The World Health Organization has concluded that everyone’s favorite pig pickings, bacon and ham, can lead to cancer.
Recently, WHO has made public its frightening findings regarding red meat. After having extensively reviewed different countries, the conclusion states that eating four strips of bacon will increase colorectal cancer risk by 18 percent. Additionally, the consumption of red meat would increase the risk of pancreatic and prostate cancer.
Scientific findings regarding any type of cancer and the nature of the disease itself are rare. Most of the mystery behind this vicious disease is still hiding in the dark pits of the unknown.
The problem arises when even after incriminating data points to red meats as a cause of cancer, the products are not taken off the market. At the very least, the government could give a hazardous warning for consumers.
The situation with red meat is a lot like the ongoing cigarette debacle. Cigarettes have long been known to cause lung cancer, and yet they are still on the market, making profit and killing people. The same situation will follow this new finding concerning red meat.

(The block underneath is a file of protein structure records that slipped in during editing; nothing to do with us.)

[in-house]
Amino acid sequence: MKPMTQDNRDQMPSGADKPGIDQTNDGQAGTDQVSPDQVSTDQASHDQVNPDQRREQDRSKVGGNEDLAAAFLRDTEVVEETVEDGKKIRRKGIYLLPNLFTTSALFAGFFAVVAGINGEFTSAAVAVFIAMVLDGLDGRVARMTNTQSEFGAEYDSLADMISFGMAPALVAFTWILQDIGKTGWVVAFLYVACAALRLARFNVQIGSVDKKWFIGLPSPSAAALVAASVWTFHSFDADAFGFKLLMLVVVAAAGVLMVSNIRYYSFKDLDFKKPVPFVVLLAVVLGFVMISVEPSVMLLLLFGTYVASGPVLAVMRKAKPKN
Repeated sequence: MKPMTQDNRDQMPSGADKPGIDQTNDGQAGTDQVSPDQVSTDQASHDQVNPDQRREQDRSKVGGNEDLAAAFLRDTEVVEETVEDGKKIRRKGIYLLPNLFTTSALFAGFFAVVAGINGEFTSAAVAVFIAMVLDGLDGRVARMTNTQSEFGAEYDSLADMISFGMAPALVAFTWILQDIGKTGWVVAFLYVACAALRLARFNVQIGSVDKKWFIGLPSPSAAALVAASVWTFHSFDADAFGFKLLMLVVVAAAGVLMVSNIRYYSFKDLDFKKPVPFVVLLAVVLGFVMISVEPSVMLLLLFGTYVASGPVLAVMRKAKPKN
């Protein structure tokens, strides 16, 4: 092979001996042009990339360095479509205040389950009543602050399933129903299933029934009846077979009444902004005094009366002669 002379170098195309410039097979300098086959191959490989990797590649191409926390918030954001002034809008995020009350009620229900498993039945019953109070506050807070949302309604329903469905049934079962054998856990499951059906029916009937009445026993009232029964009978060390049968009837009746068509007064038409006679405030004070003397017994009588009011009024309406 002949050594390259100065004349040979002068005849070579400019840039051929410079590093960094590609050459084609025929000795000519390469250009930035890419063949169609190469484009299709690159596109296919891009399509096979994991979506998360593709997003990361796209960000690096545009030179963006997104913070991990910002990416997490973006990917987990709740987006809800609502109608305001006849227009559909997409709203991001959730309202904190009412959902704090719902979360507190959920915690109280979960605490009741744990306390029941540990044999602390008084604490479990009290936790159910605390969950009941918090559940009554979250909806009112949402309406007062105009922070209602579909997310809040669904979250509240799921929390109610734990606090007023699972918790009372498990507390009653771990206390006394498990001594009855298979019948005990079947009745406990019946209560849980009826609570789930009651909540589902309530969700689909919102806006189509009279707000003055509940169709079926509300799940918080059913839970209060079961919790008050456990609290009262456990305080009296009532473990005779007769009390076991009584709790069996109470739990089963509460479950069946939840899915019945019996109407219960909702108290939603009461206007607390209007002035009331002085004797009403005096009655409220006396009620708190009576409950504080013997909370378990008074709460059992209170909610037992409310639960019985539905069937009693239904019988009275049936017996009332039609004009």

The profits companies collect from these cancerous products has proven to be far more valuable than human lives. The North American Meat Institute averaged a total of 25.8 billion pounds of beef and 23.2 billion pounds of pork sold in the US in 2013 alone.
The average price of a pound of bacon and ham sums up to $5.734 per pound. When 25.8 billion gets multiplied by 5.734, one can start to imagine why these companies will avoid any bad publicity that may jeopardize the numbers that are currently falling in their favor.
With research proving the product to be hazardous, the last thing company officials want is to spread the word—even if that means leaving people oblivious of the true danger of their product. A similar situation happened with cigarettes.
Consumers became fond of the product and it soon climbed to the top of people’s demands, but the danger of using them was not mentioned. Cigarette companies were making too much profit to risk their pool of buyers by warning consumers of the health risks caused by their product.
In 2014, around 264 billion cigarettes were purchased in the U.S., averaging a total cost of $6.28 per pack. Protecting these mass profits is exactly why companies with such a high demand and health risk do not mix well.
Warning buyers of the danger would put the companies’ profits at risk. Even though products like red meat and cigarettes put the lives of many in danger, very little is done to educate the public. The practice of protecting companies from losing profit needs to stop.
Money will never compare to the value of human life, and it is about time action is taken.